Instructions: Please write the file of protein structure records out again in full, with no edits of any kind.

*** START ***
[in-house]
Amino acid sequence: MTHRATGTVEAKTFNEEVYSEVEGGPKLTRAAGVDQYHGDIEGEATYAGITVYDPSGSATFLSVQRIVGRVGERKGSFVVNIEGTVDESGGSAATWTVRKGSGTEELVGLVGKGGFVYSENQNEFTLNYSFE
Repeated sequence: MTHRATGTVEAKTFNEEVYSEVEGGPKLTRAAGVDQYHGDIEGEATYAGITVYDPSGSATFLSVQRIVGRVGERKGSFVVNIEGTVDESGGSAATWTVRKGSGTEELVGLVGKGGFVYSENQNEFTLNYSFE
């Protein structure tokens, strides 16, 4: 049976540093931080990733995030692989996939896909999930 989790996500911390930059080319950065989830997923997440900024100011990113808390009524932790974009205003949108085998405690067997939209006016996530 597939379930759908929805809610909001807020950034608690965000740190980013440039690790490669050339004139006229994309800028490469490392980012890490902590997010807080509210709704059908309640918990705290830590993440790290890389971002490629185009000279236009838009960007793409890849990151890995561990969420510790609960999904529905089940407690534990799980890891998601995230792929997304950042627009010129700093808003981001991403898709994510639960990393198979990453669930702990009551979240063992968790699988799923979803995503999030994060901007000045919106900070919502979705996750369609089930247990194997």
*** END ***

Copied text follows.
[in-house]
Amino acid sequence: MTHRATGTVEAKTFNEEVYSEVEGGPKLTRAAGVDQYHGDIEGEATYAGITVYDPSGSATFLSVQRIVGRVGERKGSFVVNIEGTVDESGGSAATWTVRKGSGTEELVGLVGKGGFVYSENQNEFTLNYSFE
Repeated sequence: MTHRATGTVEAKTFNEEVYSEVEGGPKLTRAAGVDQYHGDIEGEATYAGITVYDPSGSATFLSVQRIVGRVGERKGSFVVNIEGTVDESGGSAATWTVRKGSGTEELVGLVGKGGFVYSENQNEFTLNYSFE
């Protein structure tokens, strides 16, 4: 049976540093931080990733995030692989996939896909999930 989790996500911390930059080319950065989830997923997440900024100011990113808390009524932790974009205003949108085998405690067997939209006016996530 597939379930759908929805809610909001807020950034608690965000740190980013440039690790490669050339004139006229994309800028490469490392980012890490902590997010807080509210709704059908309640918990705290830590993440790290890389971002490629185009000279236009838009960007793409890849990151890995561990969420510790609960999904529905089940407690534990799980890891998601995230792929997304950042627009010129700093808003981001991403898709994510639960990393198979990453669930702990009551979240063992968790699988799923979803995503999030994060901007000045919106900070919502979705996750369609089930247990194997």